Martin Savage had already joined on saxophone, and likewise he’d only practiced two or three times with us before recording. His approach to things was simply, “I’ll just toot over everything and you can cut out/keep whatever you want”. We kept about 95% of it.

During the course of the year or so we’ve been playing, all but Gill have had a dose of Covid-19, which is quite strange considering his wife works in a school and the schools have stayed open here. Our first attempt at the studio was cancelled due to Stefan Löfven calling a press conference a couple of days before, announcing that Sweden was enforcing its toughest restrictions yet. It didn’t really feel like the time to be going into the studio. The government said we should limit our gatherings to four people. There were seven in the band. A week later I got infected with Covid at work.

It was gut wrenching then, postponing the studio. It was the only thing we’d had to look forward to all winter. And now the darkness was coming and the second wave was hitting. It was a miserable period. The music we’d been making certainly felt fitting for the times we were living in. The situation gave time for reflection, nonetheless. I realised, as disappointed as I was about not recording then, starting the band and having such a creative streak this last nine months had kept my spirits up considerably. It made me realise how important music still is to me. As well as A\\VOID, as Andy had now christened us, I was also playing guitar on some recordings a hardcore band my friend in Barcelona had started up. Completely remote. Very Covid. But that’s another story. Anyway, what this time has taught me, is that all I need in life is my family and music. And football. Even if it is crap without fans. And books. And I’m good. A job I enjoy helps, too. I don’t need much, is what I’m saying. Although I can’t survive without music in my life.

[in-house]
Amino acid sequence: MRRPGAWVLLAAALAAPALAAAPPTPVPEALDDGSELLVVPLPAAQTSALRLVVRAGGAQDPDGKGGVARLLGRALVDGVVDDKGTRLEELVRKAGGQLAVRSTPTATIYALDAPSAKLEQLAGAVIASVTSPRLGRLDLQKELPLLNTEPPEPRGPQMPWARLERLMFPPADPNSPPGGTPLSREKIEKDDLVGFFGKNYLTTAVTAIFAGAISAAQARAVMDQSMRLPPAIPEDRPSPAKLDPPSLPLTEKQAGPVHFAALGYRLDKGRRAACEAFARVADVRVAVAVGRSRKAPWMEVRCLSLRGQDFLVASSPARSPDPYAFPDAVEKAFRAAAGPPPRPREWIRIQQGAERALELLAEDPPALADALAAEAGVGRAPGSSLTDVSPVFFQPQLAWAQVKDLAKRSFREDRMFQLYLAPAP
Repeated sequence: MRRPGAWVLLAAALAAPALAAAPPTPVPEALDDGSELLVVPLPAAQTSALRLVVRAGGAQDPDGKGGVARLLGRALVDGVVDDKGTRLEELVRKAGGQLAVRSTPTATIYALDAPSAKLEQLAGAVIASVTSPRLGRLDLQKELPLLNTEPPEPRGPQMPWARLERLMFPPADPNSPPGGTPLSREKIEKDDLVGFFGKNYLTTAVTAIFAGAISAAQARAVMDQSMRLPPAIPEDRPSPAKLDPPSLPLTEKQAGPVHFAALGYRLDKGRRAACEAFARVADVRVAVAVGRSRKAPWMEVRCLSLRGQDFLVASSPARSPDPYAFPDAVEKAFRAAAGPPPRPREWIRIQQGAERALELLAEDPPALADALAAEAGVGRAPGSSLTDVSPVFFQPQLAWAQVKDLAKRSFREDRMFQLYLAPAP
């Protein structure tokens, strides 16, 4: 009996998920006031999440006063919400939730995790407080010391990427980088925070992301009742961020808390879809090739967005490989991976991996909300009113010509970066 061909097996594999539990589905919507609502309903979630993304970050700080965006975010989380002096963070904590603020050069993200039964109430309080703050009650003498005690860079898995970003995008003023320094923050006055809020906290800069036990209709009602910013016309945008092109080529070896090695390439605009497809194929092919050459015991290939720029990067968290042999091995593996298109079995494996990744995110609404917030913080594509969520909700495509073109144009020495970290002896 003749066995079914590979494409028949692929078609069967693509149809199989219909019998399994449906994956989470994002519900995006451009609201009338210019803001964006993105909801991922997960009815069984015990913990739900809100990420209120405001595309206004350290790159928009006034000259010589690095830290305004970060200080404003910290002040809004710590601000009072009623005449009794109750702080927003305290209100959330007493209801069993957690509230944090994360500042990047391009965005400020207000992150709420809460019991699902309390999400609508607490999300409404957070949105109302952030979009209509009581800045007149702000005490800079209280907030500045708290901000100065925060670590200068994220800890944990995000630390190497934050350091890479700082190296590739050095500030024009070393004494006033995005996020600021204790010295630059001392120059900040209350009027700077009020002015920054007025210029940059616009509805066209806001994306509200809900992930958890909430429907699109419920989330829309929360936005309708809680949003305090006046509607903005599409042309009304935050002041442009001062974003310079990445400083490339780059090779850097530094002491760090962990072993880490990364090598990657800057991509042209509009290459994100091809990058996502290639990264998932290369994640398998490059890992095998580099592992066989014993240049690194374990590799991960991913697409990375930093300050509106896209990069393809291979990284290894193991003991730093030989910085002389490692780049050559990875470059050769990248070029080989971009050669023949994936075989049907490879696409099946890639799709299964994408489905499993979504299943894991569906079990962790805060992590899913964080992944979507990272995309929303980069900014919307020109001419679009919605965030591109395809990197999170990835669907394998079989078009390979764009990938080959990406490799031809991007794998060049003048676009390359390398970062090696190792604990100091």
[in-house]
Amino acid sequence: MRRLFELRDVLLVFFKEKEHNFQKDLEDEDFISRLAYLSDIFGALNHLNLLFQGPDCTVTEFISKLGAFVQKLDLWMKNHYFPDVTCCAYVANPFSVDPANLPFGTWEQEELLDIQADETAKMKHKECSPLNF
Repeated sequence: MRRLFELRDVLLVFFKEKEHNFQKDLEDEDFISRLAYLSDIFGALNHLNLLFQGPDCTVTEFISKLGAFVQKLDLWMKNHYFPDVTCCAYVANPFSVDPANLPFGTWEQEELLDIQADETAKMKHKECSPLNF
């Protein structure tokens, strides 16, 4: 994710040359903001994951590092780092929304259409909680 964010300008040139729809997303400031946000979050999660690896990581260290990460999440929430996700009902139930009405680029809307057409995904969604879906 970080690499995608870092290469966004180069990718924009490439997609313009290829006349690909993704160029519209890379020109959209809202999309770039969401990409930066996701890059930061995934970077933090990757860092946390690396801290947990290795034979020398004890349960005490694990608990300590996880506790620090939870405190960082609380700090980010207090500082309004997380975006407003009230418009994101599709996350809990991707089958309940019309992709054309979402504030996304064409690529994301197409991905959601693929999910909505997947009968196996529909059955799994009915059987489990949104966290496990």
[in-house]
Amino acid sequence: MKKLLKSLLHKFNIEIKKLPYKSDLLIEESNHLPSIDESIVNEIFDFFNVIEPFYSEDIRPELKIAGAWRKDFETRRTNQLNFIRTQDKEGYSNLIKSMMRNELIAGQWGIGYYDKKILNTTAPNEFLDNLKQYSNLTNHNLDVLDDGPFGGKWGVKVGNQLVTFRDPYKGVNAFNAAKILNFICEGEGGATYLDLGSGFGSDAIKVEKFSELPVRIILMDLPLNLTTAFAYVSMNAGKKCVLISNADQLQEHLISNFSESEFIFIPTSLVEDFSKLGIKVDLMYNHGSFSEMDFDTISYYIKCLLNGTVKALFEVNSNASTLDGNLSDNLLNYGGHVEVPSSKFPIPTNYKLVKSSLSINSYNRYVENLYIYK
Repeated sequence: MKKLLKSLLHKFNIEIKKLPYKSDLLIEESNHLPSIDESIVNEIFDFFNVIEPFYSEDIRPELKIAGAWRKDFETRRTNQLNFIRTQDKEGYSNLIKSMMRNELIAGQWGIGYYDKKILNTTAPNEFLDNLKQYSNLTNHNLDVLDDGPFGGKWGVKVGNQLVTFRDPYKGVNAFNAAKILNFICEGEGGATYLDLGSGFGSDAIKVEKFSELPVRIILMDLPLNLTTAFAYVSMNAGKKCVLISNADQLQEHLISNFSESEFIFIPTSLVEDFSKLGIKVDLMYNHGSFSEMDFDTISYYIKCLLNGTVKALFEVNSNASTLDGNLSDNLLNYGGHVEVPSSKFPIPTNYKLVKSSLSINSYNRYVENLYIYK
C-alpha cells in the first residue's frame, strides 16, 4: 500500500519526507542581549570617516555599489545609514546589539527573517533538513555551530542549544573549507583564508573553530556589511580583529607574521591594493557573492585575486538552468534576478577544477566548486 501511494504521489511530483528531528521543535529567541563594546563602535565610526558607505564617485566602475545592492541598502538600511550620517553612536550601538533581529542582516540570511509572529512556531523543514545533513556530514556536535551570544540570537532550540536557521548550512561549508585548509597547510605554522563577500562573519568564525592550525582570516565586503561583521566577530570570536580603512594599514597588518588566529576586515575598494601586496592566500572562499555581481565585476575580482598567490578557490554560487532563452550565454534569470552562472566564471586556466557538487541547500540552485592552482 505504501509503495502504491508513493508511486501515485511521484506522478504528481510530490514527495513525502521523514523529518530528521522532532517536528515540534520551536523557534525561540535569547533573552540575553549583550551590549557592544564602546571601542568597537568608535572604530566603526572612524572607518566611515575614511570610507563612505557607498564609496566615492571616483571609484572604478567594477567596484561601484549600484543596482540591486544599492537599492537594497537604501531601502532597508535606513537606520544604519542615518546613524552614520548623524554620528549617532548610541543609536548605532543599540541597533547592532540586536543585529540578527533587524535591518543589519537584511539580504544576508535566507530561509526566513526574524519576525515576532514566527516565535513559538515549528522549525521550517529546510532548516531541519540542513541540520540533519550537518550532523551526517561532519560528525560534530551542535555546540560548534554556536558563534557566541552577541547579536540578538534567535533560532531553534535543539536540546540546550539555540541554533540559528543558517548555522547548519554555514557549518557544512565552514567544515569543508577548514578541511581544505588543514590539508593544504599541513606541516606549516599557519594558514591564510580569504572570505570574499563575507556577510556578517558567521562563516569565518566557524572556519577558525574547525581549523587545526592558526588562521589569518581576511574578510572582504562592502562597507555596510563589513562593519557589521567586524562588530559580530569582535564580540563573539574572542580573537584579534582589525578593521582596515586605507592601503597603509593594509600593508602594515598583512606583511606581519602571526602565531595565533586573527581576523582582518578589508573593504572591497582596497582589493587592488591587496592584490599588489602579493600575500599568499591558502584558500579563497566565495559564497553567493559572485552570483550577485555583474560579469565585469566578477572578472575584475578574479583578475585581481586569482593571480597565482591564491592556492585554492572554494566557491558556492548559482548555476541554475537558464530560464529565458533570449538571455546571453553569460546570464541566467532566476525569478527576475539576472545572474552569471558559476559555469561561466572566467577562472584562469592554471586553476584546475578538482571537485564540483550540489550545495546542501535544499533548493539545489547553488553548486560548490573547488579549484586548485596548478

It was a lot of fun, recording the first album/record/twelve inch/whatever it will be. We already have a second one of those written, which felt kind of strange, going into the studio to record a first album with a whole other bunch of material waiting in the wings. And we haven’t even played a show yet. Don’t even really know when we’ll be able to. Linus, who recorded and mixed the songs, thought it was hilarious that we played this dark apocalyptic music whilst being the biggest bunch of goofs he’d ever met. Every second that wasn’t filled with music was filled with arseing around and laughter. It feels like we have a good thing going.

What happens next I don’t know. Hopefully some shows. Hopefully a physical release of our songs. It’s a bit trickier when the music we’re playing is outside of our normal hardcore/punk bubble. But if we don’t find anyone to release it then we'll do it the hardcore/punk way and release it ourselves.

Here’s the first song on the album, with images borrowed from Jan Svankmejer's film The Fall of the House of Usher.

The title is taken from Raymond Briggs' animated book of the same name. It depicts, in haunting fashion, the fate of an old aged English couple, living ignorantly through the immediate aftermath of a nuclear bomb. I had the images of their innocent faces, slowly greying as they sat around drinking tea, whilst I played around with the main riff of the song. It’s quite reflective of a lot of the thoughts that have been floating around in my head this last year or so.